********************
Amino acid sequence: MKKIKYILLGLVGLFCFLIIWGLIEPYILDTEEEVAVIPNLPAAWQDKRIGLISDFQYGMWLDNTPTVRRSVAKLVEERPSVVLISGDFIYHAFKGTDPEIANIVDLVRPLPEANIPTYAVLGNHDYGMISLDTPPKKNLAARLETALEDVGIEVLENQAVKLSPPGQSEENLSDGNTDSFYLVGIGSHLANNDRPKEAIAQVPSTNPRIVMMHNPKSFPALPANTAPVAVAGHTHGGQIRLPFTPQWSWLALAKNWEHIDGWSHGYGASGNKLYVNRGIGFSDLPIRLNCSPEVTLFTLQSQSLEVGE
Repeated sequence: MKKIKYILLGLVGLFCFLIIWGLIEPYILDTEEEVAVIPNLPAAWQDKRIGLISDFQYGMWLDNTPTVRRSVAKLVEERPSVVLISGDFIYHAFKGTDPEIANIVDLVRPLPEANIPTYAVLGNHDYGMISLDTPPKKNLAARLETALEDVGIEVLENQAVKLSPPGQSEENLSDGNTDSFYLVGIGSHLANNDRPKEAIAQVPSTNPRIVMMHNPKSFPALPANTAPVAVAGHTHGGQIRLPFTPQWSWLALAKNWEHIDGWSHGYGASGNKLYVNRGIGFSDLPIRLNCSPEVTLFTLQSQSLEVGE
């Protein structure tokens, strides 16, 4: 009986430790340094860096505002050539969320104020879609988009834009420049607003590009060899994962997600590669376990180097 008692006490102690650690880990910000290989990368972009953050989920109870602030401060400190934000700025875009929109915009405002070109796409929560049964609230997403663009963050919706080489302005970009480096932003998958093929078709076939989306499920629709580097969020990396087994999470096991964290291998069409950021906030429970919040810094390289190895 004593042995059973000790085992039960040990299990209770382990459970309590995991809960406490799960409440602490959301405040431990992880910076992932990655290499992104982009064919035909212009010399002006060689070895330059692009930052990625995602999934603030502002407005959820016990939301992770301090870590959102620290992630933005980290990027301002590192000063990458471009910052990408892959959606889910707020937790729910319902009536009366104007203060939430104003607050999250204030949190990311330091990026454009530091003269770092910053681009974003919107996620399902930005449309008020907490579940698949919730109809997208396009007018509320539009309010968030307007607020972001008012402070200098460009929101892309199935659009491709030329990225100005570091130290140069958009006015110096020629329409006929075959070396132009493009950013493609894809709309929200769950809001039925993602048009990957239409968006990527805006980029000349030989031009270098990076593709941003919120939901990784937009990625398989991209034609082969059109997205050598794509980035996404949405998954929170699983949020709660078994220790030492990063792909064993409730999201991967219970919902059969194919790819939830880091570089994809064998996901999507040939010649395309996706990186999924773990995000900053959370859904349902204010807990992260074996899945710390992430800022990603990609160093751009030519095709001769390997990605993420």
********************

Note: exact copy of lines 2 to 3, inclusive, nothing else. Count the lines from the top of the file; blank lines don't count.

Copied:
Repeated sequence: MKKIKYILLGLVGLFCFLIIWGLIEPYILDTEEEVAVIPNLPAAWQDKRIGLISDFQYGMWLDNTPTVRRSVAKLVEERPSVVLISGDFIYHAFKGTDPEIANIVDLVRPLPEANIPTYAVLGNHDYGMISLDTPPKKNLAARLETALEDVGIEVLENQAVKLSPPGQSEENLSDGNTDSFYLVGIGSHLANNDRPKEAIAQVPSTNPRIVMMHNPKSFPALPANTAPVAVAGHTHGGQIRLPFTPQWSWLALAKNWEHIDGWSHGYGASGNKLYVNRGIGFSDLPIRLNCSPEVTLFTLQSQSLEVGE
């Protein structure tokens, strides 16, 4: 009986430790340094860096505002050539969320104020879609988009834009420049607003590009060899994962997600590669376990180097 008692006490102690650690880990910000290989990368972009953050989920109870602030401060400190934000700025875009929109915009405002070109796409929560049964609230997403663009963050919706080489302005970009480096932003998958093929078709076939989306499920629709580097969020990396087994999470096991964290291998069409950021906030429970919040810094390289190895 004593042995059973000790085992039960040990299990209770382990459970309590995991809960406490799960409440602490959301405040431990992880910076992932990655290499992104982009064919035909212009010399002006060689070895330059692009930052990625995602999934603030502002407005959820016990939301992770301090870590959102620290992630933005980290990027301002590192000063990458471009910052990408892959959606889910707020937790729910319902009536009366104007203060939430104003607050999250204030949190990311330091990026454009530091003269770092910053681009974003919107996620399902930005449309008020907490579940698949919730109809997208396009007018509320539009309010968030307007607020972001008012402070200098460009929101892309199935659009491709030329990225100005570091130290140069958009006015110096020629329409006929075959070396132009493009950013493609894809709309929200769950809001039925993602048009990957239409968006990527805006980029000349030989031009270098990076593709941003919120939901990784937009990625398989991209034609082969059109997205050598794509980035996404949405998954929170699983949020709660078994220790030492990063792909064993409730999201991967219970919902059969194919790819939830880091570089994809064998996901999507040939010649395309996706990186999924773990995000900053959370859904349902204010807990992260074996899945710390992430800022990603990609160093751009030519095709001769390997990605993420």